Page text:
One of the most radical and brilliant movements in film history, the Czech New Wave came to an abrupt end with the Soviet invasion of Czechoslovakia in 1968. Despite stifling restrictions, an intrepid generation of filmmakers continued to challenge Communist censorship by creating art that was provocative, satirical, and deeply critical of authoritarianism. The Czechoslovak Communist government responded the only way it knew how: by banning these works outright, resulting in many works that went unseen in their home country for decades.
In anticipation of Václav Havel Day, the Czech Republic's national Statehood Day, in New York City on September 28, the Film Society of Lincoln Center is screening a selection of subversive, savagely funny, dark, and defiant films— Case for a Rookie Hangman (1969), The End of a Priest (1969); Vera Chytilova's Daisies (1966) and Fruits of Paradise (1969) alongside a tribute to the late Milos Forman with a special screening of Black Peter (1964)— which stand as enduring testaments to the power and necessity of dissident art.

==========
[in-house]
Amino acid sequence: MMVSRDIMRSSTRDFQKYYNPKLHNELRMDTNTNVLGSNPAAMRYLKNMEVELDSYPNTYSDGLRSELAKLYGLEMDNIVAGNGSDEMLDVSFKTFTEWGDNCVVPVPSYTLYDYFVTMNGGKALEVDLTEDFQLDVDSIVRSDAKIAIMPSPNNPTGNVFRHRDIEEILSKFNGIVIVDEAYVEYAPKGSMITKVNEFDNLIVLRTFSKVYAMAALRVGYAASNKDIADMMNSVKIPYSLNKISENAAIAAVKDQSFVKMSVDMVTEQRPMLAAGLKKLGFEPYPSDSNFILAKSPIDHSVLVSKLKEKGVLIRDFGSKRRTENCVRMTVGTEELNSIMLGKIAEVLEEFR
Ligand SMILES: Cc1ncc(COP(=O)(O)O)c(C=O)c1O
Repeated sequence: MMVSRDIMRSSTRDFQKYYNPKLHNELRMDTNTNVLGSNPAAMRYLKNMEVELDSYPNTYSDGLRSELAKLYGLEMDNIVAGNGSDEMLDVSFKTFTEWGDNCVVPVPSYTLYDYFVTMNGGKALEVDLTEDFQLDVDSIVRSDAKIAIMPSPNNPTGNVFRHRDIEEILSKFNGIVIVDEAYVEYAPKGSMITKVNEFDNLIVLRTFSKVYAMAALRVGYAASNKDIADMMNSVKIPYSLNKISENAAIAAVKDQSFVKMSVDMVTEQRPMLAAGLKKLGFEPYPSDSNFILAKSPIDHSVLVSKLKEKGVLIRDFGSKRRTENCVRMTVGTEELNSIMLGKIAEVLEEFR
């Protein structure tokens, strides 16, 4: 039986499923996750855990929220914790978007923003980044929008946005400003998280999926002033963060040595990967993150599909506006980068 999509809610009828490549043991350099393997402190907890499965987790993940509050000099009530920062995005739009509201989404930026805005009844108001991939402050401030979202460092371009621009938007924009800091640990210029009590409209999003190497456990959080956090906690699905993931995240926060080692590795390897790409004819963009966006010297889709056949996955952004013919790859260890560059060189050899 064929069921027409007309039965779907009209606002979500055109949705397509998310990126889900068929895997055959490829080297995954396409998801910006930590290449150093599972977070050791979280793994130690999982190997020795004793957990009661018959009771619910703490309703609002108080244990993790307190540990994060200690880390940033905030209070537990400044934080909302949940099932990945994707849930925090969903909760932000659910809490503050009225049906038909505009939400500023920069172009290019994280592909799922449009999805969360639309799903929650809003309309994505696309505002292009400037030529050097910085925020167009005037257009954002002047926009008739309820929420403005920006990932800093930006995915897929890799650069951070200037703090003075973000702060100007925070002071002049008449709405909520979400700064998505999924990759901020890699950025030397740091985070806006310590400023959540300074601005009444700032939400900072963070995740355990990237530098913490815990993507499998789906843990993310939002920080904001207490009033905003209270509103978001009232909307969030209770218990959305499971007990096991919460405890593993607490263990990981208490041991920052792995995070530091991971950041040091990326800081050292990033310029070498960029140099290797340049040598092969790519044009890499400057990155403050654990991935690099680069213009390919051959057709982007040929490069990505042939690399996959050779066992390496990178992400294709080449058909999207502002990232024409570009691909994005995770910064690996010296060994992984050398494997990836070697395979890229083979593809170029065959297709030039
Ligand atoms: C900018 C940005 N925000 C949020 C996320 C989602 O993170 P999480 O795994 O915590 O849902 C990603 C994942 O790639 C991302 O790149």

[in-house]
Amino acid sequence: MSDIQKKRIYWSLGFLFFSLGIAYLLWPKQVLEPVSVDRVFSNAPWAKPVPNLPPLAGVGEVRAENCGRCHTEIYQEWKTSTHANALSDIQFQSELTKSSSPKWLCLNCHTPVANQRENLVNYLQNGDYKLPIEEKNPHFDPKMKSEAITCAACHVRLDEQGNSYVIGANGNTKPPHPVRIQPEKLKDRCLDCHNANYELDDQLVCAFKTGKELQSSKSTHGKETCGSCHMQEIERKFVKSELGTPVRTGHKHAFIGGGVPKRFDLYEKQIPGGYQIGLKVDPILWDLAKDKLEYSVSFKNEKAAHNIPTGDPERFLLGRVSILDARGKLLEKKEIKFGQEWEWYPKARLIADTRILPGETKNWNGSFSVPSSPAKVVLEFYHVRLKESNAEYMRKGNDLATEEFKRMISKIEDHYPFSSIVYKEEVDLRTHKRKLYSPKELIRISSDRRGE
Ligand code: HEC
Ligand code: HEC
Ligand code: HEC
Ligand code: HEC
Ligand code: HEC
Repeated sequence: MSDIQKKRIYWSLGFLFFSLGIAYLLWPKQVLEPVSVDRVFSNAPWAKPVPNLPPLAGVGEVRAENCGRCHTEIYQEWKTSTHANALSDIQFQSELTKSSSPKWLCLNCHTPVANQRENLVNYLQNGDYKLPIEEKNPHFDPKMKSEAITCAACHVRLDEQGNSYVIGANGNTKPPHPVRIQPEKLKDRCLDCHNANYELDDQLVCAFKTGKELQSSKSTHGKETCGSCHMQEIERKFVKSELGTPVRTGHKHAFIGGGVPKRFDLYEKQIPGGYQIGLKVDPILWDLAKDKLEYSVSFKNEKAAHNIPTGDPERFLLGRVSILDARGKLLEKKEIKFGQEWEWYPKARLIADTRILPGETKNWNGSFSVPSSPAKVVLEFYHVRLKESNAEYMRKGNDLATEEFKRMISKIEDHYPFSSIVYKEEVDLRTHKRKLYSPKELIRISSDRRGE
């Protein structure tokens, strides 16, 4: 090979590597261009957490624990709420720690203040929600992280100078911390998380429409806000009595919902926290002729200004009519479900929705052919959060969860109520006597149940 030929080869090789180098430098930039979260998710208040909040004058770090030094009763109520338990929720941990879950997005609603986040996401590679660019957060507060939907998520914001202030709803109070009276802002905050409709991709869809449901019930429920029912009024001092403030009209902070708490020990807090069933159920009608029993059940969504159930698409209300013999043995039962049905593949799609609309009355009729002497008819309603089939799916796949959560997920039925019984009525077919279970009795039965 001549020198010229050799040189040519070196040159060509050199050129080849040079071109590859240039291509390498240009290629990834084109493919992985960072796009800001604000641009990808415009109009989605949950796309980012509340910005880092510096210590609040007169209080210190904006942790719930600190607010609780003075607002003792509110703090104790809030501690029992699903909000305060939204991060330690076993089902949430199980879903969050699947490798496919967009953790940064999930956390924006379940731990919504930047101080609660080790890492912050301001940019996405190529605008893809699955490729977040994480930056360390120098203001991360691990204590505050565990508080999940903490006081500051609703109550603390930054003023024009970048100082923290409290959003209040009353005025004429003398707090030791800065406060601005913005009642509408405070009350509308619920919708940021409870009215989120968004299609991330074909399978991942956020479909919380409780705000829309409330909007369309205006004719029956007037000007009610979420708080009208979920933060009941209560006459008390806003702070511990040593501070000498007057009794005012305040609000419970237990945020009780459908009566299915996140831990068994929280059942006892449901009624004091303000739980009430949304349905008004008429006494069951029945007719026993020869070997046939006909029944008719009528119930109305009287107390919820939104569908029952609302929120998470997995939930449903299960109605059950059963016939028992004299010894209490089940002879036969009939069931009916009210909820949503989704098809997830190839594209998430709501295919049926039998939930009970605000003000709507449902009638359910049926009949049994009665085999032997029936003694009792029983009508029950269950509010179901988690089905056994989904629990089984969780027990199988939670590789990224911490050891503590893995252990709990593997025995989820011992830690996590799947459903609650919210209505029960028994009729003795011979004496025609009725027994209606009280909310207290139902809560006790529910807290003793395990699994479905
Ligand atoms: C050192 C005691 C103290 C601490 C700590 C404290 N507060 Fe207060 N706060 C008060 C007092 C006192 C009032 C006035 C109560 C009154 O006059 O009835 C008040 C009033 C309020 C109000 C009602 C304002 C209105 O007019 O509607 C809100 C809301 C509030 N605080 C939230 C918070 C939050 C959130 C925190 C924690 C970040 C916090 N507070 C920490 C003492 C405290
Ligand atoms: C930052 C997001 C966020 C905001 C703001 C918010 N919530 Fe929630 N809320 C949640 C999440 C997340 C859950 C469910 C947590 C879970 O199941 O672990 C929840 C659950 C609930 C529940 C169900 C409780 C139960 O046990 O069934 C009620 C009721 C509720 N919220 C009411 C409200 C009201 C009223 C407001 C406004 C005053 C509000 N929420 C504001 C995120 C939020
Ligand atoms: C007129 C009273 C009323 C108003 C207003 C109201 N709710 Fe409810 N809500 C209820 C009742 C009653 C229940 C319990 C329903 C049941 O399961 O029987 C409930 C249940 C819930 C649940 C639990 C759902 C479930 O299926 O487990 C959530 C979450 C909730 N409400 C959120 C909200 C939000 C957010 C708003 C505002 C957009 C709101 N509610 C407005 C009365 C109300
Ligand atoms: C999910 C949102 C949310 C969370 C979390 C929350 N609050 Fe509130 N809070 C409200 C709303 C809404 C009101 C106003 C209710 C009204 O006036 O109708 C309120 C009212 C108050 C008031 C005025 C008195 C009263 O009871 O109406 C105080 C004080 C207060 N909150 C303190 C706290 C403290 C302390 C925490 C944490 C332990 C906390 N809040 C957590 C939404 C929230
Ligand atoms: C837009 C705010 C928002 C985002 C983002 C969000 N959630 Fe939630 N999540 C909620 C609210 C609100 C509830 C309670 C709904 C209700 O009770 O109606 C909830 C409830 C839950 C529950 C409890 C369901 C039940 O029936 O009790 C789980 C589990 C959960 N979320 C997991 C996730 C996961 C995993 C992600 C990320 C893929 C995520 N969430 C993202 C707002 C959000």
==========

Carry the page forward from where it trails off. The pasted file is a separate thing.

The series' title "Power of the Powerless" is inspired by the 1978 essay of the same name by Václav Havel, who started an important discussion on the subject of freedom and power in Eastern Europe, questioning how one should challenge and interact with governing bodies in their society.
Power of the Powerless: Banned Films from the Czechoslovak New Wave runs September 21-23rd at Lincoln Center. Presented in collaboration with the Czech Center New York. Organized by Florence Almozini and Tyler Wilson.